KOTA KINABALU: Sabah is targeting to restore some 200,000ha of degraded forests – an area almost seven times the size of Penang island – within a decade.
Describing the target as a modest one, state Forestry Department director Datuk Sam Mannan said about a quarter of it had been achieved at the Ulu Segama-Malua forest reserve in Sabah’s east coast.
He said about 60,000ha of degraded jungles had been replanted with native tree species, making Ulu Segama-Malua the world’s largest rehabilitated dipterocarp forest in the world.
It was recovered from the ravages of uncontrolled logging, forest fires and encroachment.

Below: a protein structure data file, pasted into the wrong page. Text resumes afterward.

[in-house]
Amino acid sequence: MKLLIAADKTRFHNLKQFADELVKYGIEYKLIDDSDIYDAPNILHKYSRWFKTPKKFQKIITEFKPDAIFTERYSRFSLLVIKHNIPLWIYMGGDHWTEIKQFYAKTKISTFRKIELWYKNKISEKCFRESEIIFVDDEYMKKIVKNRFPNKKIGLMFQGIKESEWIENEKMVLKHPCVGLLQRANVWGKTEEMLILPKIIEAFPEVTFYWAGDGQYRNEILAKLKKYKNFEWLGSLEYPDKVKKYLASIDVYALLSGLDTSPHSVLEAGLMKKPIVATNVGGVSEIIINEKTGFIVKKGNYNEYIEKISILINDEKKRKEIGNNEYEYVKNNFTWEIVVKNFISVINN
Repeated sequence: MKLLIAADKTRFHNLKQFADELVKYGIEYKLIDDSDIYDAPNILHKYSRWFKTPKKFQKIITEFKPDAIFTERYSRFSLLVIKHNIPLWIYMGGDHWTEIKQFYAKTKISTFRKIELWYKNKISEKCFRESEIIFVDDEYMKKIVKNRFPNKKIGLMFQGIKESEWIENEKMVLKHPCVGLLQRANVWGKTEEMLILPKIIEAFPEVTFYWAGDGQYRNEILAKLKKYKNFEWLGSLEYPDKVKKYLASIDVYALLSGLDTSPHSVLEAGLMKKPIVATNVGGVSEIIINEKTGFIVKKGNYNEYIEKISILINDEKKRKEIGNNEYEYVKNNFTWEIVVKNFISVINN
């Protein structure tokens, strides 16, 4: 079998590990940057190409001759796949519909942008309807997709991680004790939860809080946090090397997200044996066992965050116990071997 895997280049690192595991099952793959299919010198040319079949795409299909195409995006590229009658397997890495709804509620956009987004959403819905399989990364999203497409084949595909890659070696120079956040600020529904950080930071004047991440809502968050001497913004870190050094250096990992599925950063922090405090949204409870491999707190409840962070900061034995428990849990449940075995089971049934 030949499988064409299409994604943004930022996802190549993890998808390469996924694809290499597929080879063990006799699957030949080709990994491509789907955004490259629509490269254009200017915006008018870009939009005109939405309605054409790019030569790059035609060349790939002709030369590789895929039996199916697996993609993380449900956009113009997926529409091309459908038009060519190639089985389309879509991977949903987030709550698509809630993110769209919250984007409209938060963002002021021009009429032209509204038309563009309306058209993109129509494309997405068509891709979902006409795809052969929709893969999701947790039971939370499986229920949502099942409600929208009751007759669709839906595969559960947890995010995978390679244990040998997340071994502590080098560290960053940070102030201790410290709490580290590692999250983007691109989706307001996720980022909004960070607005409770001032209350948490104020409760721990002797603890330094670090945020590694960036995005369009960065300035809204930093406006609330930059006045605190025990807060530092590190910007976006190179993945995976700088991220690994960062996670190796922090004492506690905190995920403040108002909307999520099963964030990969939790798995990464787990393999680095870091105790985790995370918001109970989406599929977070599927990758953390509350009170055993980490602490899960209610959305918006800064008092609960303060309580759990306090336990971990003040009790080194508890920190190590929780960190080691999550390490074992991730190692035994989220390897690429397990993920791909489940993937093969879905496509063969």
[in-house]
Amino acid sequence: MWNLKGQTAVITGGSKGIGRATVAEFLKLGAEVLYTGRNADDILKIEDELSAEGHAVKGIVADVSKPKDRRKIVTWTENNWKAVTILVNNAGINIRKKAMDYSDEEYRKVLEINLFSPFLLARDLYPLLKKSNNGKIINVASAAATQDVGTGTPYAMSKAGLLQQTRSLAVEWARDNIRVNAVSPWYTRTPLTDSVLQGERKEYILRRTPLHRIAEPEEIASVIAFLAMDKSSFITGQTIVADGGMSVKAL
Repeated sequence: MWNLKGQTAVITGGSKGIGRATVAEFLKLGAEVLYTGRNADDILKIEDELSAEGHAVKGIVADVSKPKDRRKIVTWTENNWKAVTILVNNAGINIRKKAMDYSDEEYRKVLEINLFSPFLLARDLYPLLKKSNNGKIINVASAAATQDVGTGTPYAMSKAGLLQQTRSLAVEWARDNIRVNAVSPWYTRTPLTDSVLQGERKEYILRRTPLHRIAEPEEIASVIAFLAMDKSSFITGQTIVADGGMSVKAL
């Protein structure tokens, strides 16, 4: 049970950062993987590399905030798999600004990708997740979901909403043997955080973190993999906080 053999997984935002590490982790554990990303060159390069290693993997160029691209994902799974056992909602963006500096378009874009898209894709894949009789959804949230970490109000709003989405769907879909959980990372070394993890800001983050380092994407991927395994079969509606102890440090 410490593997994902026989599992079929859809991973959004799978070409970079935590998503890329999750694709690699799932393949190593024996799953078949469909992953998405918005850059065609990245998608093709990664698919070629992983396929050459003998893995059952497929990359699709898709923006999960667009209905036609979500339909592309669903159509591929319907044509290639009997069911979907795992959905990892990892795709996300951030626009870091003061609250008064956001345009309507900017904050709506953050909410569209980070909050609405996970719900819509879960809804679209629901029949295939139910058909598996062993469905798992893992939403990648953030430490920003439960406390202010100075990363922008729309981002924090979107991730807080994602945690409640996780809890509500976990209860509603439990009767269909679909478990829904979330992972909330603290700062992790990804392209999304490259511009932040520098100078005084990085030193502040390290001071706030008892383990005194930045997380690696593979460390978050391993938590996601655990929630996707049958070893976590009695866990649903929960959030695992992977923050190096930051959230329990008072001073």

Mannan added that determination and political will were needed to achieve the target.
The Sabah government phased out logging activities in 2007 and seven years later, nearly 243,000ha of forests were classified as totally protected areas.
Restoration of Ulu Segama-Malua began earlier in March 2006 with the primary aim of protecting the vital habitat for orang utan.
The restoration was also aimed at protecting the buffer zones for the pristine Danum Valley conservation area.
The Ulu Segama-Malua area is home to some 3,500 to 4,000 orang utan, which make up 30% of the state’s orang utan population.
The restoration efforts appeared to have borne fruit, based on frequent sighting of orang utan nesting areas in previously degraded forests at Bukit Piton, in northern Ulu Segama, Mannan said.
He said work to restore another 10,000ha of degraded forests would begin soon, thanks to RM50mil funding from the palm oil sector.